In other words, IT must accelerate mainframe processes, integrate mainframerelated work into its broader enterprise DevOps workflows and make mainframe DevOps 100 percent millennial friendly.
Key Enablers of Mainframe Transformation
To get their mainframes from current state to required state, IT leaders need to make several specific changes:
• Adopt lean/agile processes: Most mainframe development teams are stuck in waterfall mode. This is in part a process problem and in part a tool issue. If your source code management system doesn’t make it easy to check work in and out—or, perhaps even more important, to assign work to developers in parallel—your turnaround times will never be as fast as the business needs them to be. An SCM upgrade alone won’t do the trick, however. You also have to get developers thinking in agile terms (scrum, Kanban, etc.) so, that work is driven by the urgency of the business rather than the habits and convenience of developers.
• Embrace smart visualization: The best way to make the mainframe millennial friendly is to adopt more visually intuitive mainframe DevOps solutions. Visualization entails more than just grafting a pretty interface onto the same old tired tools. Truly transformative visual tools allow developers, data analysts and other DevOps process participants to do their jobs quickly, without spending hours hunting through line after line of code or arcane program analysis. Instead, they can easily and immediately see how a program’s logic flows, how that program relates to data sources and other programs, where an external call in a program run-time is bottlenecking, etc. Visualization thus both enhances the productivity of mainframe experts and enables mainframe novices to successfully perform many tasks that are currently beyond their skill level.
• Drive de-siloed collaboration: As noted above, end-to-end applications increasingly include both mainframe and nonmainframe components. If those components are created by entirely siloed teams using entirely separate tools in entirely disconnected processes, the speed, quality and efficiency of application delivery will all suffer. IT leaders therefore need to promote collaboration among DevOps stakeholders across all platforms and technologies. This collaboration can be facilitated through a shared SDLC environment, department restructuring, team incentives and other means.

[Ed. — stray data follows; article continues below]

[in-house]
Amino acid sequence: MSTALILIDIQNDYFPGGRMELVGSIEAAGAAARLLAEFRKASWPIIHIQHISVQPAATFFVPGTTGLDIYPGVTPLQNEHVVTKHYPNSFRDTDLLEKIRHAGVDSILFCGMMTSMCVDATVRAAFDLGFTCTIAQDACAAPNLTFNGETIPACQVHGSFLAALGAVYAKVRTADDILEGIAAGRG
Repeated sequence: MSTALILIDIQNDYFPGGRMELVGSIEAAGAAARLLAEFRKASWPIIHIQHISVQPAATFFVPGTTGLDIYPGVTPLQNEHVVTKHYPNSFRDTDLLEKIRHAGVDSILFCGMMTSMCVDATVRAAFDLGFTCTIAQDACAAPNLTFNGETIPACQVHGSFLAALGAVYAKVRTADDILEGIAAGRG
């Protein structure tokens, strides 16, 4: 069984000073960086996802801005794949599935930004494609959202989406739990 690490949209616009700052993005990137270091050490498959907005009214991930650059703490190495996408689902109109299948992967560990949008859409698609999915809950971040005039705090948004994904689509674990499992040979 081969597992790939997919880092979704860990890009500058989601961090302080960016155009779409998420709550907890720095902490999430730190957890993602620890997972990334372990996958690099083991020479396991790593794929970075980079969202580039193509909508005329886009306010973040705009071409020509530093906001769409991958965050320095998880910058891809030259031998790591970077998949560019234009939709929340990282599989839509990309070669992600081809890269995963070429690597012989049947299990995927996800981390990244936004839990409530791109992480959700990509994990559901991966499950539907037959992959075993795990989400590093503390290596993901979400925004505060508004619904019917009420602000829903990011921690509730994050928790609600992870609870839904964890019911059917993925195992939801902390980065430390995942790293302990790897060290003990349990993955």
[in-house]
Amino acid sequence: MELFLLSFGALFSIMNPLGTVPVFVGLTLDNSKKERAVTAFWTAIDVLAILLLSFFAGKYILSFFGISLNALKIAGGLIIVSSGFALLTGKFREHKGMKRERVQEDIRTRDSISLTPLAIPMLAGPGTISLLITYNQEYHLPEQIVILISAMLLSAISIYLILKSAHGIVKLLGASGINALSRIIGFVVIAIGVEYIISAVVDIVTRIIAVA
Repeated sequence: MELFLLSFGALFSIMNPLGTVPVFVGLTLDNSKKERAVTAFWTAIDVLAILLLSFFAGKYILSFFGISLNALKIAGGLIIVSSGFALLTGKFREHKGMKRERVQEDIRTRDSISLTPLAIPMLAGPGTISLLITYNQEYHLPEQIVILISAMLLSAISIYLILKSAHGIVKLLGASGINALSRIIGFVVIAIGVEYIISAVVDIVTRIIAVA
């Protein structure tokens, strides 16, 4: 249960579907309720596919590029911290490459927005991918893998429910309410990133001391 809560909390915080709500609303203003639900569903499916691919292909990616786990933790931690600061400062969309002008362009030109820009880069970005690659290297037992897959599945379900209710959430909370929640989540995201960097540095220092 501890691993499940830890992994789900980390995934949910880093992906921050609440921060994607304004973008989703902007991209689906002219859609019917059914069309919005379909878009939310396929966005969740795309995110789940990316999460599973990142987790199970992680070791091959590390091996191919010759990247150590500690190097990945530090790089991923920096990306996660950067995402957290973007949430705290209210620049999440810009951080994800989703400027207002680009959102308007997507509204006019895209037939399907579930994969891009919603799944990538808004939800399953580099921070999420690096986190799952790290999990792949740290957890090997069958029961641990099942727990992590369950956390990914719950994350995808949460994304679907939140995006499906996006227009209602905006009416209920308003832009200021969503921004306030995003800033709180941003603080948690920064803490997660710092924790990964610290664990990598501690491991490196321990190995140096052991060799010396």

The Mainframe Transformation Leadership Checklist
None of this, of course, happens by itself. Mainframe transformation requires leadership. Before taking action on mainframe transformation, IT leaders should therefore perform a thorough and honest self-assessment. That self-assessment should include the following questions:
• Am I definitely free of mainframe denial? Again, that denial generally takes one of two forms. One is a deluded belief that the mainframe is somehow eventually just going to go away. The other is that the mainframe status quo is “good enough.” IT leaders who drift too far toward either of these states of denial cannot successfully engineer mainframe transformation.
• Do I have a clear vision of the mainframe’s future? It’s not enough to know that the state of the mainframe has to change. IT leaders need to know exactly how it has to change. That vision must encompass a future in which the mainframe:
- is highly agile
- exists as a “first among equals” platform integrated with distributed and cloud
- is staffed by DevOps professionals whose skills and careers are not mainframe centric.
• Am I willing to strategically reinvest in the mainframe? Transformation of the mainframe increases value and reduces costs. But getting there can require some incremental investment in new tools and training. IT leaders who focus exclusively on mainframe cost reduction—and refuse to engage in any smart reinvestment at all—will not be able to reap the substantial benefits and savings associated with agile cross-platform DevOps.
• Am I prepared to shift vendor partnerships? Mainframe transformation doesn’t just require new investments. In many cases, it may also require different investments. IT leaders must therefore be willing to rethink and realign even their longest-standing vendor relationships without the constraints often imposed by inertia or misplaced loyalties.
• Am I willing to lead up and down? At most companies, mainframe transformation doesn’t just require IT leaders to lead the people below them on the org chart. It also requires championing and advocacy up and across the org chart as well. That’s because the mainframe is not the “flavor of the week” like mobile or cloud—so, it may not be well accepted by the C-suite. IT leaders must be prepared for this executive resistance and have the force of argument to overcome it.
IT leaders who confidently check off all the boxes above can provide their companies with significant competitive advantage by transforming their mainframes into powerful, agile sources of digital superiority for years to come. Those leaders who can’t check off all the boxes need to seriously reconsider their thinking about the mainframe—because denial, delay and disinvestment are not viable IT strategies for an app-centric future.
Chris O’Malley is CEO of Compuware. With nearly 30 years of IT experience, he is deeply committed to leading Compuware’s transformation into the “mainframe software company for the next 50 years.” His past positions include CEO of VelociData, CEO of Nimsoft, EVP of CA’s Cloud Products & Solutions and EVP/GM of CA’s Mainframe business unit, where he led the successful transformation of that division. Email:firstname.lastname@example.org